By Peter Dawson
One East Texas town has made itself a "sanctuary" city, co-opting the language of immigrant activists to fight for a different kind of cause.
Earlier this week, a five-person city council composed entirely of men, approved a city ordinance that makes Waskom, Tex., a "sanctuary city for the unborn."
The town, which, according to the U.S. Census Bureau, has fewer than 2,300 residents, is located right next to the Texas-Louisiana border (roughly 28 miles west of Shreveport).
So, how did the law allow for this to happen?
The city council in Roswell, New Mexico provided a blueprint with a measure that declared itself a "Second Amendment Sanctuary City." Roswell's ordinance contrasted with the state's decision to push through legislation that requires a background check for individuals involved in the private sale of a gun.
Reports indicate Waskom does not have any abortion clinics, but the five men decided on this municipal prohibition to make sure that one never opens in the town.
The decision could lead to potential lawsuits and the cost of those lawsuits on the town's taxpayers could be very high. However, that prospect did not concern some residents, who told several members of the local media "God will take care of them."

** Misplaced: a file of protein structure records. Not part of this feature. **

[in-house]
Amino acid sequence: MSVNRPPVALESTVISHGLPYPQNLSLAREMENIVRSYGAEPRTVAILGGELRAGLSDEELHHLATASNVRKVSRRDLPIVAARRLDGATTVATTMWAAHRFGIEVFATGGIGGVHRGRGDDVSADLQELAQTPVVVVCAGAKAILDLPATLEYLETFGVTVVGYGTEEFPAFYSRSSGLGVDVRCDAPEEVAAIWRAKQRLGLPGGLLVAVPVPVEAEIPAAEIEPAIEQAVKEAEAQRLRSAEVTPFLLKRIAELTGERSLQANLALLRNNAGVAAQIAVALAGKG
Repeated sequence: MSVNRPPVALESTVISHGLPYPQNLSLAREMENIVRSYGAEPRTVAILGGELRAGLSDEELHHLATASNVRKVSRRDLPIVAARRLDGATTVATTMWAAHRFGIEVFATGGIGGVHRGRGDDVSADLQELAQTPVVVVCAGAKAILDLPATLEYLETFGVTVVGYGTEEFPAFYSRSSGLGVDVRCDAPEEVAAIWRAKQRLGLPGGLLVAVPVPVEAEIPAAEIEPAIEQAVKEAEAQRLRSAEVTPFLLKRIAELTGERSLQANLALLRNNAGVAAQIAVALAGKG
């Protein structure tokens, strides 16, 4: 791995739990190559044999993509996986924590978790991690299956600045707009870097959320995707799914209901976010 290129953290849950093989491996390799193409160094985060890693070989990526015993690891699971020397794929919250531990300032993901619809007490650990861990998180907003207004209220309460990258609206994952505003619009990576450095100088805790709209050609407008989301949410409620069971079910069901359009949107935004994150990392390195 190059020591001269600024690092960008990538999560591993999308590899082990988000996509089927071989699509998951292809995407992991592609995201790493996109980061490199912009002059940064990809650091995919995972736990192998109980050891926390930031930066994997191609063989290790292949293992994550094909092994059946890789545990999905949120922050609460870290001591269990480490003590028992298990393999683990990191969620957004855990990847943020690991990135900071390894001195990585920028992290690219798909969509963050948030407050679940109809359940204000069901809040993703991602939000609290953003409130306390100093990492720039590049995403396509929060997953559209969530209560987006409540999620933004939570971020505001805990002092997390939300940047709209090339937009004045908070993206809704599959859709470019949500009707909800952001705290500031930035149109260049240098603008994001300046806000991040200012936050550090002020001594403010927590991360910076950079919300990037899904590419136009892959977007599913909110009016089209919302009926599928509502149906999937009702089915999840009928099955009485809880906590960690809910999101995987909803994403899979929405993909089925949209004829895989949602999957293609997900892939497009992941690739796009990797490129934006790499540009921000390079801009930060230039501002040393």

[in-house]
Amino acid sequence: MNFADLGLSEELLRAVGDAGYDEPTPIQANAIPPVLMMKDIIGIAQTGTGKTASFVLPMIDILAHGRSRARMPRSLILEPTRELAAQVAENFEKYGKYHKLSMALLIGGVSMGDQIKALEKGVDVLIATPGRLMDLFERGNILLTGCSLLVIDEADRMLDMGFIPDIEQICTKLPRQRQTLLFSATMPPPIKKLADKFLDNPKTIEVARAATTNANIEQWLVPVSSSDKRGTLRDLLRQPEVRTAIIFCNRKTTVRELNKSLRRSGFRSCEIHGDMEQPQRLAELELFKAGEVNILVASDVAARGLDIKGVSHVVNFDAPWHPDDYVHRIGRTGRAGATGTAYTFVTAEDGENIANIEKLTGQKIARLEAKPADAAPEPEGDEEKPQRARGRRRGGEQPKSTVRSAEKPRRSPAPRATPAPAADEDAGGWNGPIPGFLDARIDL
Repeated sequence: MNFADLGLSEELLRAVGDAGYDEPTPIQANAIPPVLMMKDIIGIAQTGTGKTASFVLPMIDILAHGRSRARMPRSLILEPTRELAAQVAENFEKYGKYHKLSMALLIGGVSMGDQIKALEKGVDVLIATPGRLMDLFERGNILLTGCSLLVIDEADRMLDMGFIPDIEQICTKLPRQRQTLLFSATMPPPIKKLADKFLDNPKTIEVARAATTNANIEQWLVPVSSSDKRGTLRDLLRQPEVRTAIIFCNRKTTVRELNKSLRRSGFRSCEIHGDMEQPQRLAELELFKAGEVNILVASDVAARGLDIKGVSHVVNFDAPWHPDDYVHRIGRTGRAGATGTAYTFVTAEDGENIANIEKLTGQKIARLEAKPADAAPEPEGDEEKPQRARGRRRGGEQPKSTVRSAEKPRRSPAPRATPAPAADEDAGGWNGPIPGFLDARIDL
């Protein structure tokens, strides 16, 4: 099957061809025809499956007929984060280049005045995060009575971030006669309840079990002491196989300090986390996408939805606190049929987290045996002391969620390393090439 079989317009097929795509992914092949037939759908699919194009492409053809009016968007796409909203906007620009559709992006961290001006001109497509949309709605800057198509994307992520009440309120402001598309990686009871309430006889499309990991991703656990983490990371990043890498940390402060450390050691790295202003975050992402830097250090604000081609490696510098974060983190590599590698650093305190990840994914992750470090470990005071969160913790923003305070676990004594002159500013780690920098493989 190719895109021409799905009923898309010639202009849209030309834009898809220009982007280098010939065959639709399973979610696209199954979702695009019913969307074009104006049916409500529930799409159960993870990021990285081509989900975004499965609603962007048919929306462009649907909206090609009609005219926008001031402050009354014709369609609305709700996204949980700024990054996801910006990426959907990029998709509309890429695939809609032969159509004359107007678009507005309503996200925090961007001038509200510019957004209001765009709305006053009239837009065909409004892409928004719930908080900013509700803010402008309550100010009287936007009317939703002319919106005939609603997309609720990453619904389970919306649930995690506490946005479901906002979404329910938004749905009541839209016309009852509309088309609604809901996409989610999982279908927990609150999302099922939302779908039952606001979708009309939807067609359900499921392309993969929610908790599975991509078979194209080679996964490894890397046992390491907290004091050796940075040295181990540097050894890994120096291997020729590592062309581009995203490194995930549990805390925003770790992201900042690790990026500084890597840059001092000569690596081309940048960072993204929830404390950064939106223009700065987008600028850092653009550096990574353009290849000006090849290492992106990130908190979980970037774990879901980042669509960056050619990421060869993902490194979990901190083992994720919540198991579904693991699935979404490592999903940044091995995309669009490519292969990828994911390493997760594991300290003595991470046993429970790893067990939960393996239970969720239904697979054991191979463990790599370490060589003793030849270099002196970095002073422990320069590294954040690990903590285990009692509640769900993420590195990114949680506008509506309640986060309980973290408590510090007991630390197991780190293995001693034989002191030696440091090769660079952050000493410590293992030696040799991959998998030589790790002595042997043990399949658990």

The town's declaration stands directly in opposition to previous U.S. Supreme Court rulings (primarily the landmark 1973 Roe v. Wade decision that made abortion a constitutional right).
However, the now-conservative leaning U.S. Supreme Court seems to have emboldened several statewide bans on abortion.
Currently, there is a bill awaiting the governor's signature in Austin. One that would require doctors to treat "a child born alive after an abortion." Abortion has already been banned after 20 weeks in Texas. The most recent data from the Center for Disease Control and Prevention (in 2015) said that "only about 1.3 percent of abortions in the United States in 2015 were performed in or after the 21st week of pregnancy."
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